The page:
The Eskdale summit of the Pike from the main summit. Left to right are Brim Fell and the Old Man of Coniston, Dow Crag, the long flat top of Walna Scar above Hard Knott, Caw, Harter Fell and then the sharp little summit of Stickle Pike appearing above the green fields of Eskdale. The sea can be made out in the distance.

ImageIMG_4873 by Half Man Half Titanium, on Flickr

Another contender for the best Lakeland views from a mountain top - the view north-westwards on our descent from the Pike back towards Broad Crag.

From left to right - Black Crag, then Pillar appearing above Lingmell, High Stile & Co above Kirkfell, then Grasmoor, Great Gable and Grisedale Pike.

ImageIMG_4877 by Half Man Half Titanium, on Flickr
Last edited by HalfManHalfTitanium on Fri May 27, 2016 7:51 pm, edited 1 time in total.
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HalfManHalfTitanium
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Wainwrights:103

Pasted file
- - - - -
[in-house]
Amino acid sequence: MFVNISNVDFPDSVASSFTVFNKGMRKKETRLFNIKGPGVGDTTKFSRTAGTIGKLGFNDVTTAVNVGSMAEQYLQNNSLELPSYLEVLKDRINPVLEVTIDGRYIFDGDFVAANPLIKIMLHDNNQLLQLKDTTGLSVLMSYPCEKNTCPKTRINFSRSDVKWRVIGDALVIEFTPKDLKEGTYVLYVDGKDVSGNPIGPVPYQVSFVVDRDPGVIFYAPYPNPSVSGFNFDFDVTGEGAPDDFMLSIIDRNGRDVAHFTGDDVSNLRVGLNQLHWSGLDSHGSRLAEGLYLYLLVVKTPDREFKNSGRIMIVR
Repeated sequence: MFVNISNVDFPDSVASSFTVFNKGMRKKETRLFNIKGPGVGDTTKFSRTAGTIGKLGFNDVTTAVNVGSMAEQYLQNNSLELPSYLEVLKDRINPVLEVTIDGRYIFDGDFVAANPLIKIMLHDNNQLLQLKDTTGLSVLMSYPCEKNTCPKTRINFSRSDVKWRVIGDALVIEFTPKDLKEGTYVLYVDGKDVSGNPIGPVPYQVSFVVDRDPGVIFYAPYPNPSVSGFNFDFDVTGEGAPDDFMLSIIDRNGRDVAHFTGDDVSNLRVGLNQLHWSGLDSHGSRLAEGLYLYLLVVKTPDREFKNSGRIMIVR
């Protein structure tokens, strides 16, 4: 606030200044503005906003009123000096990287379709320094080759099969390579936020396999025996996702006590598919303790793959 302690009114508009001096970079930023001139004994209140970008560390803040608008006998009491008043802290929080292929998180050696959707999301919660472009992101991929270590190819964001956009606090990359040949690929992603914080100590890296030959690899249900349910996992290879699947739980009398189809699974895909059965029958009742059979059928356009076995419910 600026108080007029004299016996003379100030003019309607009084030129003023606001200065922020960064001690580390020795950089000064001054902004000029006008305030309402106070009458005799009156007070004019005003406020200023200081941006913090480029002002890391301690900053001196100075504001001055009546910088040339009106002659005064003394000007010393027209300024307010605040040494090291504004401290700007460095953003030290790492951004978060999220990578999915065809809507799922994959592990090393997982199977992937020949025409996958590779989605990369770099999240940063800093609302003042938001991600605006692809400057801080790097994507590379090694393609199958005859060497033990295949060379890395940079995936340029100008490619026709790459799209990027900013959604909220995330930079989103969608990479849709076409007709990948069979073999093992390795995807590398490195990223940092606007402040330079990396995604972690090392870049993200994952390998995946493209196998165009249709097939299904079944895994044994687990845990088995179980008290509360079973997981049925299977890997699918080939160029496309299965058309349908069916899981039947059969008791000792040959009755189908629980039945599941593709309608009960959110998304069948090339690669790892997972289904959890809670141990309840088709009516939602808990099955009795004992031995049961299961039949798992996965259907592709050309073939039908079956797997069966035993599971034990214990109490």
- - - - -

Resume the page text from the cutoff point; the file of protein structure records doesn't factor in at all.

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Re: A favourite walk

Postby Beery Hiker » Fri May 27, 2016 4:41 pm

Thanks Tim - another great report
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Re: A favourite walk

Postby HalfManHalfTitanium » Fri May 27, 2016 7:53 pm

Beery Hiker wrote:Thanks Tim - another great report


cheers!- hope the weather and the visibility are as good when you do the walk!

Tim
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Re: A favourite walk

Postby trailmasher » Fri May 27, 2016 9:37 pm

Great report and photos :clap: :clap: thanks for sharing :)
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Re: A favourite walk

Postby ChrisW » Sat May 28, 2016 7:18 pm

Great write up HMHT, I can see why this is a favourite, who could tire of such a hike. That wedged boulder in Cust's Gully is reminiscent of one here on a local hike I do quite often....every time I duck under it I get that little chill of what if :shock: ...lovely shots of a great hike :clap: :clap: